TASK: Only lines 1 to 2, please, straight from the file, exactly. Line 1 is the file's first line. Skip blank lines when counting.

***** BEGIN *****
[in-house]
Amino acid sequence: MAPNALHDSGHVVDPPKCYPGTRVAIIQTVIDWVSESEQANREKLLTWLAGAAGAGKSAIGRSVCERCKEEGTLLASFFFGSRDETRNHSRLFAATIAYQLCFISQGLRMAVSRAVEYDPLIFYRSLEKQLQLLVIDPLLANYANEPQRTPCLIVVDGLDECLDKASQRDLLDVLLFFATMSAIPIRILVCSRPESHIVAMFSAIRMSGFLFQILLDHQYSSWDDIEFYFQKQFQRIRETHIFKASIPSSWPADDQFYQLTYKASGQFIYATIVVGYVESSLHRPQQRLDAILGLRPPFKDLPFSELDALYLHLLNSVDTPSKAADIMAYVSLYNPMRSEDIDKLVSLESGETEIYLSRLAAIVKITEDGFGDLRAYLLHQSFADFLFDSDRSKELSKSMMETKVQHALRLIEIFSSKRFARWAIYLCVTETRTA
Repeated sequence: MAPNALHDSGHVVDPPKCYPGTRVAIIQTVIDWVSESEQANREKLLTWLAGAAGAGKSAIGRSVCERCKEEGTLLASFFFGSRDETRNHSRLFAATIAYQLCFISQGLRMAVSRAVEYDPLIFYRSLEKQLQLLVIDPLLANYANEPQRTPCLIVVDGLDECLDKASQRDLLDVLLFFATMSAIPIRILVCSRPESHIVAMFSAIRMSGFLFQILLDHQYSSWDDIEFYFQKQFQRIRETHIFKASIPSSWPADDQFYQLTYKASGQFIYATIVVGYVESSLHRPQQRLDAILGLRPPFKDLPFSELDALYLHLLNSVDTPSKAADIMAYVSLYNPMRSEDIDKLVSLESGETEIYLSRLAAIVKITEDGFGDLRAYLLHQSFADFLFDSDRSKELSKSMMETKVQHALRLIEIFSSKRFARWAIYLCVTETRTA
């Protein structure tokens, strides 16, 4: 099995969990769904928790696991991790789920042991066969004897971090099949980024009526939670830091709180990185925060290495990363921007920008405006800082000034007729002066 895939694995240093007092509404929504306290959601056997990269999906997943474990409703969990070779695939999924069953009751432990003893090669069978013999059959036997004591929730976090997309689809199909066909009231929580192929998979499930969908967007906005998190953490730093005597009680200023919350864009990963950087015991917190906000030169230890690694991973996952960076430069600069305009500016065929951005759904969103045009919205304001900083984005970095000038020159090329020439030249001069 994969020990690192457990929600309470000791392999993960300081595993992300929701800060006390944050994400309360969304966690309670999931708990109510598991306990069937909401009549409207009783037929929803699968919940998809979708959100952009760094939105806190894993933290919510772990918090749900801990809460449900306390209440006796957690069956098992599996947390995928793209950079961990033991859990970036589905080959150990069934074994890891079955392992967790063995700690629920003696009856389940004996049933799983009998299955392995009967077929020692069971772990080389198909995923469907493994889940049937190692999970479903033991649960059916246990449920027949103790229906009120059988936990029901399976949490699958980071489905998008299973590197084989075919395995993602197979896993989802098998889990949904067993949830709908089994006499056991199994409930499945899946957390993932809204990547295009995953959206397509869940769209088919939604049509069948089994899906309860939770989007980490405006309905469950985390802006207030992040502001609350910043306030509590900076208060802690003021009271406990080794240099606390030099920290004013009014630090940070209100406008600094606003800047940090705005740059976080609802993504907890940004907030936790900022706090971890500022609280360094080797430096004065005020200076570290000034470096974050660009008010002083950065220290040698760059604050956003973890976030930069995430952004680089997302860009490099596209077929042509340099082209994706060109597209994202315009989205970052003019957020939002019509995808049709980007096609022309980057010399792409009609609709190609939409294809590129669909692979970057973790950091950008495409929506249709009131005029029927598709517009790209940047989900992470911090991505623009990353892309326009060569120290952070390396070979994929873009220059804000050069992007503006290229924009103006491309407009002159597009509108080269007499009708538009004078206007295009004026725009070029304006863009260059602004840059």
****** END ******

[in-house]
Amino acid sequence: MAPNALHDSGHVVDPPKCYPGTRVAIIQTVIDWVSESEQANREKLLTWLAGAAGAGKSAIGRSVCERCKEEGTLLASFFFGSRDETRNHSRLFAATIAYQLCFISQGLRMAVSRAVEYDPLIFYRSLEKQLQLLVIDPLLANYANEPQRTPCLIVVDGLDECLDKASQRDLLDVLLFFATMSAIPIRILVCSRPESHIVAMFSAIRMSGFLFQILLDHQYSSWDDIEFYFQKQFQRIRETHIFKASIPSSWPADDQFYQLTYKASGQFIYATIVVGYVESSLHRPQQRLDAILGLRPPFKDLPFSELDALYLHLLNSVDTPSKAADIMAYVSLYNPMRSEDIDKLVSLESGETEIYLSRLAAIVKITEDGFGDLRAYLLHQSFADFLFDSDRSKELSKSMMETKVQHALRLIEIFSSKRFARWAIYLCVTETRTA